• Infrastructure as a complex system and the influence of disruptive technologies on Infrastructure Systems Engineering.

RISE hosts a Royal Academy of Engineering Centre of Excellence for Sustainable Building Design, the leadership of Infrastructure Research for the Faculty of Engineering and the Sheffield node of the UK Collaboratorium for Research in Infrastructure and Cities.



Research - StructureResearch - Ground

Earthquake Engineering

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The Earthquake Engineering Group (EEG) is an interdisciplinary research group with over 20 academics and researchers, and is one of the largest groups of its kind in the UK. Research covers all aspects of earthquake engineering including: seismic hazard and risk assessment, vulnerability assessment, performance-based design, active/passive seismic control of structures, soil-structure interaction, and development of novel strengthening techniques. The group has led several international research consortia, undertaken full-scale seismic shaking table tests, and organised several international conferences and seminars. We have developed a novel framework for Seismic Risk Assessment and Management, which has been used for case studies in countries like Cyprus, Pakistan, Indonesia, Malaysia, Dubai and Turkey.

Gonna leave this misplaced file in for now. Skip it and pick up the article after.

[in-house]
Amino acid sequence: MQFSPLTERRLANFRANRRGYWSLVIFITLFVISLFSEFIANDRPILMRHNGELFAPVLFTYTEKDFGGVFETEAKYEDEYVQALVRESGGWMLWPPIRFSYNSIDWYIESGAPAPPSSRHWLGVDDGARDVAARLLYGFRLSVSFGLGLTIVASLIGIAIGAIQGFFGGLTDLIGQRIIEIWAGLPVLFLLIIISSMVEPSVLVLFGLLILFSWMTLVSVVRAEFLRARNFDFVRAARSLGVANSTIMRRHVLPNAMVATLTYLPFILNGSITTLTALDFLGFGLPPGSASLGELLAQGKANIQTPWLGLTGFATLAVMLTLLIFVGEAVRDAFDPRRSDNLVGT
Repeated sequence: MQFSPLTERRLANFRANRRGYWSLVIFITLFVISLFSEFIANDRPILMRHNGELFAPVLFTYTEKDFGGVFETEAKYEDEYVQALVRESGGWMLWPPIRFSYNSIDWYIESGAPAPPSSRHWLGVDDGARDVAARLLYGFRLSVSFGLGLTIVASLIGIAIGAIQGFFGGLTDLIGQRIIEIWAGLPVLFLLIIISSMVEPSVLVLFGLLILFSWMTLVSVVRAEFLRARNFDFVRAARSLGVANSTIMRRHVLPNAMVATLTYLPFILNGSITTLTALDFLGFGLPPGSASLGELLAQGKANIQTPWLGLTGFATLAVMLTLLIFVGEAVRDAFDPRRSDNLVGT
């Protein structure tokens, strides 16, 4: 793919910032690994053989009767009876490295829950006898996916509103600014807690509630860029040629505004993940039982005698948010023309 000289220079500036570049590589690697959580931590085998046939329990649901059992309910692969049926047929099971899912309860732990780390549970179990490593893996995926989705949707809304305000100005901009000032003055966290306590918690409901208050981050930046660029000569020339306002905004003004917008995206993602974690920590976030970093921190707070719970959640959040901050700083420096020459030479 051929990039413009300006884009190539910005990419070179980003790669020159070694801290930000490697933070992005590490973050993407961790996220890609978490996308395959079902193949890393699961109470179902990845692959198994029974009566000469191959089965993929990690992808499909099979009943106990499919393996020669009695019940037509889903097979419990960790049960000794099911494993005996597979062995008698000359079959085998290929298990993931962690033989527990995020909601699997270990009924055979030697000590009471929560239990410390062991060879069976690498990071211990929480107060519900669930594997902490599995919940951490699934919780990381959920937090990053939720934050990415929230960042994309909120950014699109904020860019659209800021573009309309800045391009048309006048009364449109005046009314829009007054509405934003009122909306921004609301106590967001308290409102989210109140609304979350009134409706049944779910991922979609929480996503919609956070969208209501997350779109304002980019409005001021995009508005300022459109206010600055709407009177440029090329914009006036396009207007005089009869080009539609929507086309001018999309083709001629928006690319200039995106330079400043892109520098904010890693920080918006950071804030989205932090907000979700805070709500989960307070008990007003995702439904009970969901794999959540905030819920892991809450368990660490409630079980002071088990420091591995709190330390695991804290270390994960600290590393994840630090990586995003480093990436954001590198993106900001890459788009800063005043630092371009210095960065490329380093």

Research - StructureResearch - Ground

Blast and Impact Engineering

The Blast & Impact groupblast_image conducts research to develop a fundamental understanding of the mechanisms associated with intense, rapidly-varying loads on structures, resulting from accidental or malicious explosions. Our research gives insights into how to better protect people and buildings from these devastating effects. We have excellent experimental facilities at the Faculty’s Buxton site, where we can perform high explosive and impact tests on structures, in addition to tests to understand how materials behave when they are loaded to failure very rapidly. Our current projects include world-leading experimental and computational modelling studies of the extremely aggressive loading when a detonation occurs very close to a structure, with pressures of 100s of MPa applied over durations of a few millionths of a second.

Civil and Structural Engineering has received an outstanding result for its research in the 2014 Research Excellence Framework (REF2014).